What does it take to open a new public park?
I had never fully entertained this question before working at POST, and I’m finding that the answer is complicated, unfolding on a daily basis. There are so many things to consider: Who is the park for? What do we need to keep in mind during development? Where will the funding come from? These are some of the questions we are now grappling with as we work to get Tunitas Creek Beach (a few miles south of Half Moon Bay) ready for the public to enjoy.
To back up a little, POST acquired 58 acres on the southern end of the beach in 2017, putting an end to activities like excessive parties and campouts that were damaging habitat and polluting the landscape. Quite simply, this beach was being loved to death.
After acquiring the property, San Mateo County Parks (SMCP) took the role of managing the land and ensuring it would no longer be abused. In partnership with SMCP, we are currently determining what the future holds for this beach – how it can best serve the community as a gorgeous new public park. We recently wrapped up an early community engagement process, and I wanted to share our progress:
In the fall of 2018, a group of individuals came together to form the Tunitas Creek Beach Community Advisory Committee (CAC) with a shared goal of creating a new public beach. Together, we recognized ways to improve communication around the project, identified priorities for the beach and found common values (Environment, Equity, Experience, Education) that will help shape the future of Tunitas Creek Beach.
The CAC effort provided essential, early community input for our upcoming project, which will consist of a three-year planning, design and permitting phase, resulting in safe beach access as well as appropriate park amenities such as parking and restrooms.
In a special July Parks Commission meeting on the beach, and a follow up Board of Supervisors meeting in September, we presented the CAC’s outcomes, summarized in our Vision Report, which you can read here. I hope that from this report, you can begin to understand the complexity of the issues, the park’s potential and the values we hope will guide the team working on this project.
But the work of the CAC is just the beginning, through the County of San Mateo, there will be multiple opportunities to provide input at public meetings so that you can help shape the future of Tunitas Creek Beach. The meetings will take place throughout 2020, and as POST plans to be highly involved, we hope to see you there. There will also be other feedback mechanisms like surveys, focus groups and other means.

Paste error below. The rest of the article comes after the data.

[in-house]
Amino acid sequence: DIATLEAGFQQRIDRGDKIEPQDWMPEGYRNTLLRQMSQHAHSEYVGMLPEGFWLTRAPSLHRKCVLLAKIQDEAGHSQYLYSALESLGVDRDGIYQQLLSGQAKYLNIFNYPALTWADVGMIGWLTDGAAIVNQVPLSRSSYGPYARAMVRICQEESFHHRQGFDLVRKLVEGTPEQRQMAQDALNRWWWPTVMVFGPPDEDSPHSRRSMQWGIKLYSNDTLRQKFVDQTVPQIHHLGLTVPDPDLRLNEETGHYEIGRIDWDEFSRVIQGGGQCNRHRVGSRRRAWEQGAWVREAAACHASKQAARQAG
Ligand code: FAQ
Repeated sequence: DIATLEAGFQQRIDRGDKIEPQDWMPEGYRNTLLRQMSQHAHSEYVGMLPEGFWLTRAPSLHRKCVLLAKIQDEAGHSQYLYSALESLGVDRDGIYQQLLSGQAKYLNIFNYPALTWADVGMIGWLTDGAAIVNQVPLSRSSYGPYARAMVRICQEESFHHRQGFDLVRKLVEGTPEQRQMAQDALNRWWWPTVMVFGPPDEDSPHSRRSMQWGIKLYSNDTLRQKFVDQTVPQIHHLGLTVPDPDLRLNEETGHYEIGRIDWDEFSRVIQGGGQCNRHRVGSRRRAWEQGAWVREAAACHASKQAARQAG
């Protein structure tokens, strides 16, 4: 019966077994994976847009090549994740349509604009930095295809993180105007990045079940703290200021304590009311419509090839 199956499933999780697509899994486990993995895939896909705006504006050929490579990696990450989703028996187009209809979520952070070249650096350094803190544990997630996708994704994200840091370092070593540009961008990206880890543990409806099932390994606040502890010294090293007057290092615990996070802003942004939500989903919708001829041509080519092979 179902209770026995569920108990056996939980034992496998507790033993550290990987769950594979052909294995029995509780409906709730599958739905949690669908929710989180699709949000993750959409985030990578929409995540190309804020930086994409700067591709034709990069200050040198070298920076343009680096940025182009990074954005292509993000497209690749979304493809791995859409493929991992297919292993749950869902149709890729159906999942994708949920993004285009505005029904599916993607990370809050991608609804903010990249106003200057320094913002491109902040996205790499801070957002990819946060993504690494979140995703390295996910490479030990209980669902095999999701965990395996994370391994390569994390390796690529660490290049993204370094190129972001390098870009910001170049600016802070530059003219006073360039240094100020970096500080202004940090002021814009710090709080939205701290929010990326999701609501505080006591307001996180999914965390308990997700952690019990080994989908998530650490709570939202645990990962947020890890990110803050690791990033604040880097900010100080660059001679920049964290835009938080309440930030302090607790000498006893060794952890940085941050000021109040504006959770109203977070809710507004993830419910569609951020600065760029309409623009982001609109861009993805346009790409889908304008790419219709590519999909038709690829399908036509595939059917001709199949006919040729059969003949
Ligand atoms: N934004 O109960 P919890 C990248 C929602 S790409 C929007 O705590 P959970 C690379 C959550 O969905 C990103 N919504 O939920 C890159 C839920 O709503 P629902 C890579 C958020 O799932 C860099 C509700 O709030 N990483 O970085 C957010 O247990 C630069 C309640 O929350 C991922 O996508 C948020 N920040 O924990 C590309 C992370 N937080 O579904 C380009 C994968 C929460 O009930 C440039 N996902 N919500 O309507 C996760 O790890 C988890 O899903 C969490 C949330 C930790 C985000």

Please sign up for updates here to be informed about upcoming meetings and other ways to get involved.
The protection of Tunitas Creek Beach and the opportunity to transform it into a new park is truly a community-led success story. The collective efforts of individual community members, county and state agencies and nonprofit organizations have led to dramatic improvements in public safety, environmental protection and beach access. Whether you have been deeply involved with this project or are just now discovering the beach, we hope you will join us for the next phase of this exciting project. Thank you.
Getting this beach ready for the public to safely enjoy will take a whole host of people. It will take the specialists – the landscape architects, the biologists, the engineers, the storytellers; it will take the partners – the land protection groups, the long-term park managers, leadership at county and state levels; and it will take the community – to help us shape the park’s future and ultimately make sure that we’re all on the right track.
We hope you’ll join us in the next stages of the project as we work toward opening a spectacular destination where we can come together, relax and savor California’s magnificent coast.
We suggest waiting for the park to be complete so that you can safely enjoy it, but if you really can’t wait to visit, please be sure to read this county ordinance first.
Peninsula Open Space Trust (POST) protects open space on the Peninsula and in the South Bay for the benefit of all. Since its founding in 1977, POST has been responsible for saving more than 80,000 acres as permanently protected land in San Mateo, Santa Clara and Santa Cruz counties. Learn more